Allegory of The Cave

from "The Republic"

by Plato

"And now," I said, "let me show in a figure how far our nature is enlightened or unenlightened:

-Behold! human beings housed in an underground cave, which has a long entrance towards the light and as wide as the interior of the cave; here they have been from their childhood, and have their legs and necks chained, so that they cannot move and can only see before them, being prevented by the from turning around their heads. Above and behind them a fire is blazing at a distance, and between the fire and the prisoners there is a raised way; and you will see, if you look, a low wall built along the way, like the screen which marionette players have in front of them, over which they see the puppets."

"I see."

"And do you see," I said, "men passing along the wall carrying all sorts of vessels, and statues and figures of animals made of wood and stone and various materials, which appear over the wall? While carrying their burdens, some of them, as you would expect, are talking, others silent."

"You have shown me a strange image, and they are strange prisoners."

"Like ourselves," I replied, "for in the first place do you think they have seen anything of themselves, and of one another, except the shadows which the fire throws on the opposite wall of the cave?"

"How could they do so," he asked, "if throughout their lives they were never allowed to move their heads?"

"And of the objects which are being carried in like manner they would only see the shadows?"

"Yes," he said.

"And if they were able to converse with one another, would they not suppose that the things they saw were the real things?"

"Very true."

"And suppose further that the prison had an echo which came from the other side, would they not be sure to fancy when one of the passers-by spoke that the voice which they heard came from the passing shadow?"

"No question," he replied.

"To them," I said, "the truth would be literally nothing but the shadows of the images."

"That is certain."

"And now look again, and see what manner they would be released from their bonds, and cured of their error, whether the process would naturally be as follows. At first, when any of them is liberated and compelled suddenly to stand up and turn his head around and walk and looks towards the light, he will suffer sharp pains; the glare will distress him, and he will be unable to see the realities of which in his former state he had seen the shadows; and then conceive someone saying to him that what he saw before was an illusion; but that now, when he is approaching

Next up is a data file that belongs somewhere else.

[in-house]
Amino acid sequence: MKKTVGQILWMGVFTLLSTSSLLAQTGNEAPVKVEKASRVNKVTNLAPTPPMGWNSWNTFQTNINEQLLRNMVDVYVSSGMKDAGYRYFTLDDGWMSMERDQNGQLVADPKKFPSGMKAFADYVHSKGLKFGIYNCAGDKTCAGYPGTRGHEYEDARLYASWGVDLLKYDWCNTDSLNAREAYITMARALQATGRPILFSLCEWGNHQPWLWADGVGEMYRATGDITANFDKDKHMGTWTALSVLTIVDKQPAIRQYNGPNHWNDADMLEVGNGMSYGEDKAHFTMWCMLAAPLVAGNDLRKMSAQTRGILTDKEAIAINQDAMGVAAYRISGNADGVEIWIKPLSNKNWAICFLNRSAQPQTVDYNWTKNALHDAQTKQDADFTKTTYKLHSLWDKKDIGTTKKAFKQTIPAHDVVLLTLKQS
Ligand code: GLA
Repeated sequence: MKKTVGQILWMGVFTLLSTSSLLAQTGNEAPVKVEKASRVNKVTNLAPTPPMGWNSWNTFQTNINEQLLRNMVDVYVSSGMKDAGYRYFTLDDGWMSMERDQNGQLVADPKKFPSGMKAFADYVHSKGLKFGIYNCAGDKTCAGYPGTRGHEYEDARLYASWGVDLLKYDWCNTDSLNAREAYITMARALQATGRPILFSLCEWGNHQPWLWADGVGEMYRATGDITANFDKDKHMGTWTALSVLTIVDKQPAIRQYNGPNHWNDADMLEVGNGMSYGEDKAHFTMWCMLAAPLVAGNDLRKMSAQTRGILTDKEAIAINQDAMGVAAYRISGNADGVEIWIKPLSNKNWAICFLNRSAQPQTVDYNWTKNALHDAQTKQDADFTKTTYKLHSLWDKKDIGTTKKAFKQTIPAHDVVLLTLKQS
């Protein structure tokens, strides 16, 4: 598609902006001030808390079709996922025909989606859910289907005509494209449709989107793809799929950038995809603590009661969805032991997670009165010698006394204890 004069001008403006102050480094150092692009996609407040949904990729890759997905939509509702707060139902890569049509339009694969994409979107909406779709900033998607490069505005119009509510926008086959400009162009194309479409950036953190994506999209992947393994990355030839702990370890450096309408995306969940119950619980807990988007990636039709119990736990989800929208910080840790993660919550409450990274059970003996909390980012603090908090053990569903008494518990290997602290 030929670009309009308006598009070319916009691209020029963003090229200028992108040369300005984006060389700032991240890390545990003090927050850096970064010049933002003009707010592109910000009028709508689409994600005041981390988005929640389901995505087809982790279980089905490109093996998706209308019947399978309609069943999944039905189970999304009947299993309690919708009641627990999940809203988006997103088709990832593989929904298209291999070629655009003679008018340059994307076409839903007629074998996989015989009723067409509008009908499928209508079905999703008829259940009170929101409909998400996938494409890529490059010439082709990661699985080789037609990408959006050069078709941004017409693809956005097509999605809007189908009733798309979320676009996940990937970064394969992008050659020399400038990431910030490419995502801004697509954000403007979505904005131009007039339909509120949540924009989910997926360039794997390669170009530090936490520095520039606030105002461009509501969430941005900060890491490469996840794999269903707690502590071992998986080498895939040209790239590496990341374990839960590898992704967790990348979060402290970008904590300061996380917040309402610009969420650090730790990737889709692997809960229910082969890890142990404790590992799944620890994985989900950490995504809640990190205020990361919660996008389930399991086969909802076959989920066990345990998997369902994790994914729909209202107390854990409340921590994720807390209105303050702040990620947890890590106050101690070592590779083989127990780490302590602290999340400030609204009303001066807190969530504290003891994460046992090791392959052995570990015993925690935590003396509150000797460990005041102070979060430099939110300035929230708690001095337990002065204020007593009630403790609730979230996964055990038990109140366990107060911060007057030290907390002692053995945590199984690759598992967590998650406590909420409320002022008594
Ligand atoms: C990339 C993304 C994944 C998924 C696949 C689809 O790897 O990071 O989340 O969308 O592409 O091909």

nearer to being and his eye is turned towards more real existence, he has a clearer

vision, - what will be his reply? And you may further imagine that his instructor is pointing to the objects as they pass and requiring him to name them, - will he not be perplexed? Will he not fancy that the shadows which he formerly saw are truer than the objects which are now shown to him?"

"Far truer."

"And if he is compelled to look straight at the light, will he not have a pain in his eyes which will make him turn away to take refuge in the objects of vision

which he can see, and which he will conceive to be in reality clearer than the things which are now being shown to him?"

"True," he said.

"And suppose once more, that he is reluctantly dragged up that steep and rugged ascent, and held fast until he is forced into the presence of the sun himself, is he not likely to be pained and irritated? When he approaches the light his eyes will be dazzled, and he will not be able to see anything at all of what are now called realities."

"Not all in a moment," he said.

"He will require to grow accustomed to the sight of the upper world. And first

he will see the shadows best, next the reflections of men and other objects in the water, and then the objects themselves; and, when he turned to the heavenly bodies and the heaven itself, he would find it easier to gaze upon the light of the moon and the stars at night to see the sun or the light of the sun by day?"


"Last of all he will be able to see the sun, not turning aside to the illusory reflections of him in the water, but gazing directly at him in his own proper place, and contemplating him as he is."


"He will then proceed to argue that this is he who gives the seasons and the

years, and is the guardian of all that is in the visible world, and in a certain way cause of all things which he and his fellows have been accustomed to behold?"

"Clearly," he said, "he would arrive at this conclusion after what he had seen.

And when he remembered his old habitation, and the wisdom of the cave and his fellow prisoners, do you suppose that he would felicitate himself on the change, and pity them?"

"Certainly, he would."

"And if they were in the habit of conferring honors among themselves on those who were the quickest to observe the passing shadows and to remark which of

hem went before and which followed after and which were together, and who were best able from these observations to divine the future, do you think that he would be eager for such honors and glories, or envy those who attained honor and sovereignty among those men? Would he not say, with Homer, 'better to be a serf, laboring for a landless master,' and to endure anything, rather than to think as they do and live after their manner?"

"Yes," he said, "I think that he would consent to suffer anything rather than live in this miserable manner."